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Terracotta horses, preserved in the musem.

Visiting the Terracotta Army in Xi’an, China

After my week in North Korea, I returned to Beijing, China for a day, and then continued on to Xi’an on 2015-04-20. My friend Emily is currently living there, which made for a perfect opportunity to drop by to see a friend, and to check out the Terracotta Warriors. I only spent 3 days there, but in those few days, I saw a bit of the local expat scene, got to know a small bit of town, and saw for myself the legendary Terracotta Army.

I took a train from Beijing to Xi'an, and during the journey, the pollution and smog from Chinese industry was incredible. Visibility barely extended to the buildings next to the train track, and as I stared out the window in disgust, I could see individual clouds of pollution washing over China.
I took a train from Beijing to Xi’an, and during the journey, the pollution and smog from Chinese industry was incredible. Visibility barely extended to the buildings next to the train track, and as I stared out the window in disgust, I could see individual clouds of pollution washing over China.
Entering the Terracotta Warriors excavation and exhibition area, I was immediately hit by a barrage of Chinese tourist concessions, vendors, and crowds - which I had come to expect. The tourist concession area was newly built, but most of the vendor stalls were half occupied or empty - another case of grand building without the business, or culture really, to fill it.
Entering the Terracotta Warriors excavation and exhibition area, I was immediately hit by a barrage of Chinese tourist concessions, vendors, and crowds – which I had come to expect. The tourist concession area was newly built, but most of the vendor stalls were half occupied or empty – another case of grand building without the business, or culture really, to fill it.
Before entering the main excavation, I saw a quick intro film - in the round! Notably, this system still used old 8mm projectors, all setup to run in synchronized loops.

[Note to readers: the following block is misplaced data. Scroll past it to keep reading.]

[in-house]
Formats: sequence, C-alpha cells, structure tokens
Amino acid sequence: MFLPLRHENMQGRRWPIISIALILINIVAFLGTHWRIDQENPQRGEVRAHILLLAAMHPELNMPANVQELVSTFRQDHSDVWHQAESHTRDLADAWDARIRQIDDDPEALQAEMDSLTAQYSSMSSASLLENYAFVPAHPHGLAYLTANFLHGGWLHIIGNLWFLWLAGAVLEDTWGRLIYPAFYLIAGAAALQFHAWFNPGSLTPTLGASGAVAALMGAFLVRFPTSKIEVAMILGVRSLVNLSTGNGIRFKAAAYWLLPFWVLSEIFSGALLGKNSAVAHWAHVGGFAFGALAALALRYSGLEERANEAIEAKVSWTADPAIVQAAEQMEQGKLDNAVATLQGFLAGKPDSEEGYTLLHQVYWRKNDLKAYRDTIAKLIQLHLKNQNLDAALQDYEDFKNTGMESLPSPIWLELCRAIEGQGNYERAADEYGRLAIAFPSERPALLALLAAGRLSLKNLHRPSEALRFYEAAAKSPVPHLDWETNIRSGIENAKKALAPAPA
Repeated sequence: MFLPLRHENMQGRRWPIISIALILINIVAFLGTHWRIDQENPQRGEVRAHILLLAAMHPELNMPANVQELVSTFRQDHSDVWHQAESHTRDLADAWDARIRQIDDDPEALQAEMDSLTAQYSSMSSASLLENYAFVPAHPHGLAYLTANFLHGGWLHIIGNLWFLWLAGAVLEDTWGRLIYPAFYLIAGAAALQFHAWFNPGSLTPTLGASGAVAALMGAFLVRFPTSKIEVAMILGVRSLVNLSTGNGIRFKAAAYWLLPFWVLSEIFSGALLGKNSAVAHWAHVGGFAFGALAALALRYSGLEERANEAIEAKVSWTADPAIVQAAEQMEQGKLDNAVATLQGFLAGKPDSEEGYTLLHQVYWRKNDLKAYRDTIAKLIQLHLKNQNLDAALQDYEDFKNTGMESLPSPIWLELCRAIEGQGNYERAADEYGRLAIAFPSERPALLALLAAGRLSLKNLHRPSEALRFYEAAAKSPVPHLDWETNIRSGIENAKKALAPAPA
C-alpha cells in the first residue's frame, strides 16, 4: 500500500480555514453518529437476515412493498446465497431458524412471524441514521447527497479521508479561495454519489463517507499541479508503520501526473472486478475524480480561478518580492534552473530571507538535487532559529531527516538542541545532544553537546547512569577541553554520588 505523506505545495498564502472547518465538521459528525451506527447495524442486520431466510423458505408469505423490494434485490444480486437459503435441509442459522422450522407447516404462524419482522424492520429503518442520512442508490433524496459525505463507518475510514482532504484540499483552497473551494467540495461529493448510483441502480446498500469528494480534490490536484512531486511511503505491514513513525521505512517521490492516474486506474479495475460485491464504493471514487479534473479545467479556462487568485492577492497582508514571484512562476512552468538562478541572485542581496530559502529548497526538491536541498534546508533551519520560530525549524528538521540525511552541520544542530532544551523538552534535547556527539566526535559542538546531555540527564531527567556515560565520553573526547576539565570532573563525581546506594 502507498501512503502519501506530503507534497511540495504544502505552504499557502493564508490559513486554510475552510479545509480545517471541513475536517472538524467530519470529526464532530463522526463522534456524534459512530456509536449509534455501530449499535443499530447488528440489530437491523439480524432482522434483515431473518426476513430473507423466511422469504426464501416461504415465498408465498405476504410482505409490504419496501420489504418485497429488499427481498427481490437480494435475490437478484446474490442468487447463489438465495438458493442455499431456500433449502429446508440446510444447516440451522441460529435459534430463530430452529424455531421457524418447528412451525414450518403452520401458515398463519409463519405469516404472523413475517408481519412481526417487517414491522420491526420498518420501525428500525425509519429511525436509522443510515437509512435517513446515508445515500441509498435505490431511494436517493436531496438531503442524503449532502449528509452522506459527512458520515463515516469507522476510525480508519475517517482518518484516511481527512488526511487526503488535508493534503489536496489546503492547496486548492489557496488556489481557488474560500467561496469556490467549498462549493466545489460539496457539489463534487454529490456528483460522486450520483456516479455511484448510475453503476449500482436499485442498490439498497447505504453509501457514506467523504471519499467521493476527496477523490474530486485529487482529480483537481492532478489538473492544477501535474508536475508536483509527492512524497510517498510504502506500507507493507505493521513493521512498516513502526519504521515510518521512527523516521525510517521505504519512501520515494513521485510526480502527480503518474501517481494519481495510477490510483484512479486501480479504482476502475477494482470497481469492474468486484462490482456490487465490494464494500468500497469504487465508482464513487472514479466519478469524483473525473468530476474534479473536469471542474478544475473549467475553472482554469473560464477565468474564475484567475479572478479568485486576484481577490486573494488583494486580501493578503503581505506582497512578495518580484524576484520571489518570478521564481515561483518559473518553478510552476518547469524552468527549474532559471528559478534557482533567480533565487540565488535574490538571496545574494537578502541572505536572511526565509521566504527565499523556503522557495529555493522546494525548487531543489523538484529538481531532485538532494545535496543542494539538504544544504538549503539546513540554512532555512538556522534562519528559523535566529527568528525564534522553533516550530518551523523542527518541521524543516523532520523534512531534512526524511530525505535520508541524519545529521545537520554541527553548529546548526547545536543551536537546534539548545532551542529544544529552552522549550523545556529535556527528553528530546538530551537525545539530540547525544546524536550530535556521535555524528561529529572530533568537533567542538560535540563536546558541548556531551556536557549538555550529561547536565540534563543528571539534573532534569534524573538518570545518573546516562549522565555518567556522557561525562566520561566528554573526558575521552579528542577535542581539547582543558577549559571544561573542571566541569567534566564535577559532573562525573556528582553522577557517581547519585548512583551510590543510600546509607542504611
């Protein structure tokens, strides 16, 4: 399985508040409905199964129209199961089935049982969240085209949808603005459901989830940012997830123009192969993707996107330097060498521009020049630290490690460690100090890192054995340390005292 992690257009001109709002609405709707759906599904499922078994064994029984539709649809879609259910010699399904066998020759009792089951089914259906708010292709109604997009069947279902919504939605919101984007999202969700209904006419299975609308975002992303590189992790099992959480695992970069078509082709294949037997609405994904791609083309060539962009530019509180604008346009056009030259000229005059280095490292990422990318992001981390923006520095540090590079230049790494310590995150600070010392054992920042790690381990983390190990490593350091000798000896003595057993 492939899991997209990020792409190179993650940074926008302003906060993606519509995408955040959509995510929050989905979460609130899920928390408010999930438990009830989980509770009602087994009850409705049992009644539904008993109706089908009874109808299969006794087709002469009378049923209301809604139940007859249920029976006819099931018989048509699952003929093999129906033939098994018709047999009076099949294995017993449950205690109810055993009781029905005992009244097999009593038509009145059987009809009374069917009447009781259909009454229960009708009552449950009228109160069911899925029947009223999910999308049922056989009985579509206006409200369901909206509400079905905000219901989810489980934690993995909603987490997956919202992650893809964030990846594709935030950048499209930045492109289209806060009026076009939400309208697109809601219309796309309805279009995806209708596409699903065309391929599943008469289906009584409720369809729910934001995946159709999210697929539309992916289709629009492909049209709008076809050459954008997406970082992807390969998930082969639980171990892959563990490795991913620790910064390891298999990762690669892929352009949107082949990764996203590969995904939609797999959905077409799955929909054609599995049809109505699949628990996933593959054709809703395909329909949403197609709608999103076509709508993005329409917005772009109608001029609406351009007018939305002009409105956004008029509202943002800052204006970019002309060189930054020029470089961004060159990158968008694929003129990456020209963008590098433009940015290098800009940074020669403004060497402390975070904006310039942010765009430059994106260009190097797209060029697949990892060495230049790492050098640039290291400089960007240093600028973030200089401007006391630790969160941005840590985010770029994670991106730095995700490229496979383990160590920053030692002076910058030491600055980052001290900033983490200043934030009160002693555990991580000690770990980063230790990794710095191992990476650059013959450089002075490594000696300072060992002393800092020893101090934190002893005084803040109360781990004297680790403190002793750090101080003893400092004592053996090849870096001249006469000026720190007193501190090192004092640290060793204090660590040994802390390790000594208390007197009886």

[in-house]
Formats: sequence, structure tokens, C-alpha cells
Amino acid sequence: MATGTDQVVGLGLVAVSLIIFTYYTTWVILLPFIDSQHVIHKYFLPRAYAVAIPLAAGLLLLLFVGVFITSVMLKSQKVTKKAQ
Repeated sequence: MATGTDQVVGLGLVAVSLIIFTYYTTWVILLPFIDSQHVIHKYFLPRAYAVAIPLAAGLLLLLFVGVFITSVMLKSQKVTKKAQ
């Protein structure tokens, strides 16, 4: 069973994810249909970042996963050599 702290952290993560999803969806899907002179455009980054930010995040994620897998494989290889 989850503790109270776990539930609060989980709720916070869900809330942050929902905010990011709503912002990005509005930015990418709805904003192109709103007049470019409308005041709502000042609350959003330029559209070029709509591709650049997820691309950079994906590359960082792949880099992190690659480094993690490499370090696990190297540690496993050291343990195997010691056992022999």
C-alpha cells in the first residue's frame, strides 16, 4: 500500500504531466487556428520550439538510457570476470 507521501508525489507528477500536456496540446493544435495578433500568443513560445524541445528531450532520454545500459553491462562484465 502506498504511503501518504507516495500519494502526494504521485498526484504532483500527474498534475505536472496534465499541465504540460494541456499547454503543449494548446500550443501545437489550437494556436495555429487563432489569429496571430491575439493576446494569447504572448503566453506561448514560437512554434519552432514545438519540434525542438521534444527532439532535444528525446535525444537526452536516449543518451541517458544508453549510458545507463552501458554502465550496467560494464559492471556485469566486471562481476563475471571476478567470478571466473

Before entering the main excavation, I saw a quick intro film – in the round! Notably, this system still used old 8mm projectors, all setup to run in synchronized loops.
The main hall of Terracotta Warriors. There are actually three excavation sites, but this one was by far the most impressive. The entire site is ringed by a tourist walkway, with lots of photos being taken at all times.
The main hall of Terracotta Warriors. There are actually three excavation sites, but this one was by far the most impressive. The entire site is ringed by a tourist walkway, with lots of photos being taken at all times.
The warriors are in various states of repair, and each face is unique.
The warriors are in various states of repair, and each face is unique.
Lines and lines of warriors.
Lines and lines of warriors.
Terracotta horses, preserved in the musem.
Terracotta horses, preserved in the musem.
An incredible amount of the asian tourists there had selfie sticks, which the used continuously, even for non-selfies. It very much looked like they were being led around by their selfie sticks.
An incredible amount of the asian tourists there had selfie sticks, which the used continuously, even for non-selfies. It very much looked like they were being led around by their selfie sticks.

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